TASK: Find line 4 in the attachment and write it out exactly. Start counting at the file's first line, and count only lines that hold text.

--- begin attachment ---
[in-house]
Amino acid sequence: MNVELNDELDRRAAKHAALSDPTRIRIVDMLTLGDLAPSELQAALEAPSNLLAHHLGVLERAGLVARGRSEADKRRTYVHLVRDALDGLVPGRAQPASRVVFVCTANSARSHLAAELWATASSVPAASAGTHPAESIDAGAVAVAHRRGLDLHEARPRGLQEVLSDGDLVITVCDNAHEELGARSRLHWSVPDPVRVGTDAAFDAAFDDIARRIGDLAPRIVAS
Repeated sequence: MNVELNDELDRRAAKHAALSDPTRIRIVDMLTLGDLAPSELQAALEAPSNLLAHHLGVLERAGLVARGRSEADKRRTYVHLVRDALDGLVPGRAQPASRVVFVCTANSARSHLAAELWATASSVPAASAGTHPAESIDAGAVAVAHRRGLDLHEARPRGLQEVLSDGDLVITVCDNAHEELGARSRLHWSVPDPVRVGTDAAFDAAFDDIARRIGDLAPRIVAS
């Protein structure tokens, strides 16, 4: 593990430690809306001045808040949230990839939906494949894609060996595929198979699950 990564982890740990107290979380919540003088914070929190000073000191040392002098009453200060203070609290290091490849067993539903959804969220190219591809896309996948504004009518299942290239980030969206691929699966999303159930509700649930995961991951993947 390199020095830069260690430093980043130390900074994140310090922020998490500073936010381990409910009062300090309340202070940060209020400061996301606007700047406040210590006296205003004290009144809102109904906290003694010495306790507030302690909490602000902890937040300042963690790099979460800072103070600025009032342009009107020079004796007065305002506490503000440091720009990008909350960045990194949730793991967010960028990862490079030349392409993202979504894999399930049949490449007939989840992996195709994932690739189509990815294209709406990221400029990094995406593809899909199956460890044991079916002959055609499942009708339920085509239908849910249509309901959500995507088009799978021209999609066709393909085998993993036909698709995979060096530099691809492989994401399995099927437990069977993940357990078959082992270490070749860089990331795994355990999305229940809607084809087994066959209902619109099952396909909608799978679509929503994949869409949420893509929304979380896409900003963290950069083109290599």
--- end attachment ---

């Protein structure tokens, strides 16, 4: 593990430690809306001045808040949230990839939906494949894609060996595929198979699950 990564982890740990107290979380919540003088914070929190000073000191040392002098009453200060203070609290290091490849067993539903959804969220190219591809896309996948504004009518299942290239980030969206691929699966999303159930509700649930995961991951993947 390199020095830069260690430093980043130390900074994140310090922020998490500073936010381990409910009062300090309340202070940060209020400061996301606007700047406040210590006296205003004290009144809102109904906290003694010495306790507030302690909490602000902890937040300042963690790099979460800072103070600025009032342009009107020079004796007065305002506490503000440091720009990008909350960045990194949730793991967010960028990862490079030349392409993202979504894999399930049949490449007939989840992996195709994932690739189509990815294209709406990221400029990094995406593809899909199956460890044991079916002959055609499942009708339920085509239908849910249509309901959500995507088009799978021209999609066709393909085998993993036909698709995979060096530099691809492989994401399995099927437990069977993940357990078959082992270490070749860089990331795994355990999305229940809607084809087994066959209902619109099952396909909608799978679509929503994949869409949420893509929304979380896409900003963290950069083109290599």